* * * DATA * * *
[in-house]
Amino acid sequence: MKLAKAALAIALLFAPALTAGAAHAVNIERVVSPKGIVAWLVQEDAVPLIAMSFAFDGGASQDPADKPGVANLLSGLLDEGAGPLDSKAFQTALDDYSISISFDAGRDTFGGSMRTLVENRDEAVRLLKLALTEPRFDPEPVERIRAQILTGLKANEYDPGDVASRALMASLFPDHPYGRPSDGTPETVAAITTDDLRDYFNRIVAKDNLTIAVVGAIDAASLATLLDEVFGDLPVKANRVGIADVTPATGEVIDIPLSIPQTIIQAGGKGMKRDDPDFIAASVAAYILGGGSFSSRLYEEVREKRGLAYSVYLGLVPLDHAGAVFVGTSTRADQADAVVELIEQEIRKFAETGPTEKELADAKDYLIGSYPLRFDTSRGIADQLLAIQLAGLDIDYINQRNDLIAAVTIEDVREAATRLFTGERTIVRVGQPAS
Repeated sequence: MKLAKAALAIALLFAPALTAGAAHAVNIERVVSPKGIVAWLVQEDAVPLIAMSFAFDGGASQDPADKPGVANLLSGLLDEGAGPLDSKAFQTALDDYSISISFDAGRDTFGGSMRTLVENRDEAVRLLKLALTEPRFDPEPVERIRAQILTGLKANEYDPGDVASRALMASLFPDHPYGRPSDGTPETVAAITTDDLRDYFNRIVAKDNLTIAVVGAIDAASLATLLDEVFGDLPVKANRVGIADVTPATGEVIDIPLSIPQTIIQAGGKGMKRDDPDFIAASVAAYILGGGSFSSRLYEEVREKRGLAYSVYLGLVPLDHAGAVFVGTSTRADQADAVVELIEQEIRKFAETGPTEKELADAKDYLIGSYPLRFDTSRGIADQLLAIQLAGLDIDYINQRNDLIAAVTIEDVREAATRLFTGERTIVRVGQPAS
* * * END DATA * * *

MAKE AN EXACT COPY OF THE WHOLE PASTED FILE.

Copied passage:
[in-house]
Amino acid sequence: MKLAKAALAIALLFAPALTAGAAHAVNIERVVSPKGIVAWLVQEDAVPLIAMSFAFDGGASQDPADKPGVANLLSGLLDEGAGPLDSKAFQTALDDYSISISFDAGRDTFGGSMRTLVENRDEAVRLLKLALTEPRFDPEPVERIRAQILTGLKANEYDPGDVASRALMASLFPDHPYGRPSDGTPETVAAITTDDLRDYFNRIVAKDNLTIAVVGAIDAASLATLLDEVFGDLPVKANRVGIADVTPATGEVIDIPLSIPQTIIQAGGKGMKRDDPDFIAASVAAYILGGGSFSSRLYEEVREKRGLAYSVYLGLVPLDHAGAVFVGTSTRADQADAVVELIEQEIRKFAETGPTEKELADAKDYLIGSYPLRFDTSRGIADQLLAIQLAGLDIDYINQRNDLIAAVTIEDVREAATRLFTGERTIVRVGQPAS
Repeated sequence: MKLAKAALAIALLFAPALTAGAAHAVNIERVVSPKGIVAWLVQEDAVPLIAMSFAFDGGASQDPADKPGVANLLSGLLDEGAGPLDSKAFQTALDDYSISISFDAGRDTFGGSMRTLVENRDEAVRLLKLALTEPRFDPEPVERIRAQILTGLKANEYDPGDVASRALMASLFPDHPYGRPSDGTPETVAAITTDDLRDYFNRIVAKDNLTIAVVGAIDAASLATLLDEVFGDLPVKANRVGIADVTPATGEVIDIPLSIPQTIIQAGGKGMKRDDPDFIAASVAAYILGGGSFSSRLYEEVREKRGLAYSVYLGLVPLDHAGAVFVGTSTRADQADAVVELIEQEIRKFAETGPTEKELADAKDYLIGSYPLRFDTSRGIADQLLAIQLAGLDIDYINQRNDLIAAVTIEDVREAATRLFTGERTIVRVGQPAS